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How to Make Pretzels Out of Steep Learning Curves

Posted by Rowena Winkler on 2/13/18 10:51 AM

Becoming a bridge designer was not in Jim Rounsevell’s original plan when he came to the University of Virginia to study architecture. But that changed when he joined a community-driven effort and competition to revitalize a historic precinct in Charlottesville.

“My interest grew out of a failed attempt to convince the local city council to rethink their plans to replace a decaying highway overpass in the heart of downtown with just another vehicular span,” says Rounsevell. “There was overwhelming public support for no bridge at all, so we proposed an iconic soaring footbridge, sending vehicles underneath. I used Vectorworks to design the pedestrian bridge.”

It was this particular project that first got him excited about designing bridges. A fairly new endeavor for his architectural practice, bridge design for Rounsevell includes the ability to promote economic growth in local cities, as well as to create interpretive “play spaces” for non-profits in the area.

Soon enough, it became clear to Rounsevell that he wanted to take his designs to the next level, both technically and technologically. He decided to submit an entry to the 2017 International Footbridge Competition in Berlin, Germany as an opportunity to explore the 3D rendering features of Vectorworks in greater depth. The result was a design that was very fittingly titled “Twisted Pretzel.”

north east large.jpgNortheast view of "Twisted Pretzel" design. Image courtesy of Jim Rounsevell.

“I had the idea of using equilateral triangles; I thought about St. Louis and the Gateway Arch’s very platonic shape,” says Rounsevell, describing his design concept. “I messed around with 3D tools in Vectorworks, and what’s more German than a pretzel?”

south.pngSouth view of "Twisted Pretzel" design. Image courtesy of Jim Rounsevell.

Rounsevell also took Germany’s geography into account: “I had a lot of fun with it, thinking about how cold wind sweeps down the Spree river in wintertime Berlin, so I wanted to cover it. There is a tradition of covering bridges throughout Germany, so my ideas started to overlap on many levels.”

section.png

Cross-section view of "Twisted Pretzel" design. Image courtesy of Jim Rounsevell.

Rounsevell wasn’t quite sure how to model the final product from his initial sketches, so, he browsed the Vectorworks Forum and eventually reached out to Luis M. Ruiz, International Assoc. AIA, senior architect product specialist at Vectorworks, Inc., for guidance. 

“I showed him what I was trying to do,” Rounsevell explains. “I was pleasantly stunned when he came back with suggestions on how I could build it.”

How To from Luis 1.png3D approach for "Twisted Pretzel" design. Image courtesy of Luis M. Ruiz, International Assoc. AIA.

“When someone asks a question on how to do something in the Vectorworks Forum, we like to start a conversation,” says Ruiz. “Jim presented a challenge with the bridge, along with his vision for it. We talked about 3D modeling and went over potential approaches he could use for this challenge. We communicated a few times over the Forum, where I answered questions. After I suggested a few tricks and steps he went ahead and completed his project. That was all him.”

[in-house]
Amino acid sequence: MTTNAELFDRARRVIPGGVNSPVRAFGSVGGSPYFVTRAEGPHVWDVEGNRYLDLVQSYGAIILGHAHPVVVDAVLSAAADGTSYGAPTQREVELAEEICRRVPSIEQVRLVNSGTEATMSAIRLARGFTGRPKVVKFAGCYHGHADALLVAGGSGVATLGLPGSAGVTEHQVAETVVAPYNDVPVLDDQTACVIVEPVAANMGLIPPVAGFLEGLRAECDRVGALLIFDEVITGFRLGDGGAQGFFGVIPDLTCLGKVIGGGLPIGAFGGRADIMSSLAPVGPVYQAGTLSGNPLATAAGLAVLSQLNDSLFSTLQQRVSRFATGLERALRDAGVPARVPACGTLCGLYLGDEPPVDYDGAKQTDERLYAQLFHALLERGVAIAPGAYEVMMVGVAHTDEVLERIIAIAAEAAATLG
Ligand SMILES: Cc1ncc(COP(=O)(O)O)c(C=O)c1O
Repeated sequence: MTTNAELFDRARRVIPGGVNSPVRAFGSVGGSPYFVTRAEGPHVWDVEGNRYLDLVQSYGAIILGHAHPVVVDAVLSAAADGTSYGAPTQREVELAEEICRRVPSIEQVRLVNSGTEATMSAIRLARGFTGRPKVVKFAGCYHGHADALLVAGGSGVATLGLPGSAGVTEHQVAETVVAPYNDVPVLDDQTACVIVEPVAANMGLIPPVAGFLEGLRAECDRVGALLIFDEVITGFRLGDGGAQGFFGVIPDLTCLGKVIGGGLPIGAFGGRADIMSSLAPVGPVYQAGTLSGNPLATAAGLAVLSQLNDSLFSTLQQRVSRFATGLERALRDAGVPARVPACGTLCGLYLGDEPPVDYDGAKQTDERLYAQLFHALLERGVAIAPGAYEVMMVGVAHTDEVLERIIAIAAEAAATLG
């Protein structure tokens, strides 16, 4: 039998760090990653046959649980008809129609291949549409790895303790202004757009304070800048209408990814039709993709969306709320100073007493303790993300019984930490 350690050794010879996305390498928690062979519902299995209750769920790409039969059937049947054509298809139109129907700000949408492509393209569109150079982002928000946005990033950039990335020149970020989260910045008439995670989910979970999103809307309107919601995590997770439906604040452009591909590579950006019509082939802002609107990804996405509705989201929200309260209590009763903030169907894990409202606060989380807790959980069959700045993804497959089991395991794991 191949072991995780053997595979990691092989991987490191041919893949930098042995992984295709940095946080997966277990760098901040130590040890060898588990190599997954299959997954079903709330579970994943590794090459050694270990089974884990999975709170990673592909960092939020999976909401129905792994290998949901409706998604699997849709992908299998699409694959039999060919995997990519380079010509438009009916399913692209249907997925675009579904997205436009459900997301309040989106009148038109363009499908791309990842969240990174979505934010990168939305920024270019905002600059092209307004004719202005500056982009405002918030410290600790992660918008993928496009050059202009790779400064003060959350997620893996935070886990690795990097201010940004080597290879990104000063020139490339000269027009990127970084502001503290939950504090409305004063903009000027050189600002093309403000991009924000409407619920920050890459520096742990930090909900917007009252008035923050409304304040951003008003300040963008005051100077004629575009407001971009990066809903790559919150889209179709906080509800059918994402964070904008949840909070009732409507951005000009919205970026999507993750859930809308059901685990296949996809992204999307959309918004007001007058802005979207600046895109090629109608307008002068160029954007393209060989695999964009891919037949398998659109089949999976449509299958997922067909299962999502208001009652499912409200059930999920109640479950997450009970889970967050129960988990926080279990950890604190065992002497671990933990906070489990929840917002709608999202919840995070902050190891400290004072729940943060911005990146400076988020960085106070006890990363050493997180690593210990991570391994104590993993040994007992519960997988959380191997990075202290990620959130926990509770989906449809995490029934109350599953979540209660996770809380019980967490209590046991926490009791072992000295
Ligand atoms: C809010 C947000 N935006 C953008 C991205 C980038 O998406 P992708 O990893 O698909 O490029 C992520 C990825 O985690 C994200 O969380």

Ruiz then got the chance to meet Jim in person at the Design Summit.

“I asked for his permission to share his models on screen with the audience,” says Ruiz. “Once we learn from a user like Jim, we share the knowledge we gained in this collaborative process and apply this insight to similar challenges when helping others.”

How To from Luis 2.png3D approach for "Twisted Pretzel" design. Image courtesy of Luis M. Ruiz, International Assoc. AIA.

Rounsevell faced some challenges with 3D modeling that Luis was able to help him overcome. Although he has been using the parametric tools in Vectorworks within the architectural workspace since 2009 and works in 3D all the time, he was not as confident or familiar with the tools used for 3D solids. With that mind, designing this bridge in 3D was as Rounsevell called it, “baptism by fire.”

south west large.jpg

Southwest view of "Twisted Pretzel" design. Image courtesy of Jim Rounsevell.

“Luis’s 3D class at the Design Summit was one of the best classes they ran and was very helpful,” Rounsevell says.

After submitting his competition entry, Rounsevell traveled to Berlin for the first time, where he presented his design and networked with engineers and architects from around the world. He is especially appreciative of the Camera Match tool that helped him align 3D models to photographs — an addition to the Renderworks feature set that he claims made a difference in his presentation.

With this experience under his belt, Rounsevell plans to continue to design in 3D in the future. By using Vectorworks software, he is now able to develop even more project ideas and deliver refined designs using professional-quality, sophisticated visualizations.

Rounsevell in Berlin.pngRounsevell presenting at the International Footbridge Conference. Image courtesy of Jim Rounsevell.

It’s been a fairly steep learning curve,” says Rounsevell. “But now that I’m more familiar with it, working with these tools breathes a level of comfort.”

Want to use the Vectorworks Forum to answer your design-related questions? 

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Topics: 3D modeling tools, Camera Match, Renderworks Camera, Jim Rounsevell, International Footbridge Competition, Berlin, bridge design

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